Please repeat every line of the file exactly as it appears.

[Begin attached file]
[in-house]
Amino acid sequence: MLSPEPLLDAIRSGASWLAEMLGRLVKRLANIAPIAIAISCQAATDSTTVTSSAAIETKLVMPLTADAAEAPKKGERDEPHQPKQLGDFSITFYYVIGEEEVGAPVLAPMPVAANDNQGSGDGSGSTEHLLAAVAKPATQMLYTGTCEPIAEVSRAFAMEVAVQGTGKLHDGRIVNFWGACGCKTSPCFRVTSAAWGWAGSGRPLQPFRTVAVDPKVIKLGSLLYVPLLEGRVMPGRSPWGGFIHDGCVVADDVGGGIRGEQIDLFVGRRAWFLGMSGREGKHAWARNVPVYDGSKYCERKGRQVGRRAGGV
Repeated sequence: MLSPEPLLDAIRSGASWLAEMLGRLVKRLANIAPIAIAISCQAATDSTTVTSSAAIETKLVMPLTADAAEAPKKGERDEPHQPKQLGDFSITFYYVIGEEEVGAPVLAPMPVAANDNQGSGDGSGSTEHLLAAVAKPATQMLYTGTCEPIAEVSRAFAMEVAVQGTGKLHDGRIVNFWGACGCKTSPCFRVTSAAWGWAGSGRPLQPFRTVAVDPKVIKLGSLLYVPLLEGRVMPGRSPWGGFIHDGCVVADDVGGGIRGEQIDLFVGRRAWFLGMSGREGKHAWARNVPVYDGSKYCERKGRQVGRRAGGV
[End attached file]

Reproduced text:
[in-house]
Amino acid sequence: MLSPEPLLDAIRSGASWLAEMLGRLVKRLANIAPIAIAISCQAATDSTTVTSSAAIETKLVMPLTADAAEAPKKGERDEPHQPKQLGDFSITFYYVIGEEEVGAPVLAPMPVAANDNQGSGDGSGSTEHLLAAVAKPATQMLYTGTCEPIAEVSRAFAMEVAVQGTGKLHDGRIVNFWGACGCKTSPCFRVTSAAWGWAGSGRPLQPFRTVAVDPKVIKLGSLLYVPLLEGRVMPGRSPWGGFIHDGCVVADDVGGGIRGEQIDLFVGRRAWFLGMSGREGKHAWARNVPVYDGSKYCERKGRQVGRRAGGV
Repeated sequence: MLSPEPLLDAIRSGASWLAEMLGRLVKRLANIAPIAIAISCQAATDSTTVTSSAAIETKLVMPLTADAAEAPKKGERDEPHQPKQLGDFSITFYYVIGEEEVGAPVLAPMPVAANDNQGSGDGSGSTEHLLAAVAKPATQMLYTGTCEPIAEVSRAFAMEVAVQGTGKLHDGRIVNFWGACGCKTSPCFRVTSAAWGWAGSGRPLQPFRTVAVDPKVIKLGSLLYVPLLEGRVMPGRSPWGGFIHDGCVVADDVGGGIRGEQIDLFVGRRAWFLGMSGREGKHAWARNVPVYDGSKYCERKGRQVGRRAGGV